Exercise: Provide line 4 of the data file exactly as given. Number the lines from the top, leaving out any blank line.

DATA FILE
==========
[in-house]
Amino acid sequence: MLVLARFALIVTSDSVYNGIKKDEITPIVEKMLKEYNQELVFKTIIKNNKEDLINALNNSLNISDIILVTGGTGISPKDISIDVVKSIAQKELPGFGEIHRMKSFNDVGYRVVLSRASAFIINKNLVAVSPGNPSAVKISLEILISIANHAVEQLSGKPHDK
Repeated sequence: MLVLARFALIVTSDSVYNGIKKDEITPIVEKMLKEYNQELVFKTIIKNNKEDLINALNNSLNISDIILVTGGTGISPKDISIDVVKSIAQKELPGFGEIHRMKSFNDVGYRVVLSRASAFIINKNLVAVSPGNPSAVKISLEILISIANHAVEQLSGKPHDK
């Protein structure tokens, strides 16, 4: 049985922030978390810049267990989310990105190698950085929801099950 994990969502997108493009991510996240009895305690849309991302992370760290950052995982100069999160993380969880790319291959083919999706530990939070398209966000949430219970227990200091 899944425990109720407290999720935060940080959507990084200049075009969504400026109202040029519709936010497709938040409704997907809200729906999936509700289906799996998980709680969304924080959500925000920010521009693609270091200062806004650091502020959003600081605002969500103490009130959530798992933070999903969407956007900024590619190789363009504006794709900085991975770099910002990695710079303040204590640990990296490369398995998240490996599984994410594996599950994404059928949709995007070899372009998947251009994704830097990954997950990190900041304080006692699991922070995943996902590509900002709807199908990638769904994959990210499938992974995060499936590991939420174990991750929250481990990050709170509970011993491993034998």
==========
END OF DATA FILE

């Protein structure tokens, strides 16, 4: 049985922030978390810049267990989310990105190698950085929801099950 994990969502997108493009991510996240009895305690849309991302992370760290950052995982100069999160993380969880790319291959083919999706530990939070398209966000949430219970227990200091 899944425990109720407290999720935060940080959507990084200049075009969504400026109202040029519709936010497709938040409704997907809200729906999936509700289906799996998980709680969304924080959500925000920010521009693609270091200062806004650091502020959003600081605002969500103490009130959530798992933070999903969407956007900024590619190789363009504006794709900085991975770099910002990695710079303040204590640990990296490369398995998240490996599984994410594996599950994404059928949709995007070899372009998947251009994704830097990954997950990190900041304080006692699991922070995943996902590509900002709807199908990638769904994959990210499938992974995060499936590991939420174990991750929250481990990050709170509970011993491993034998």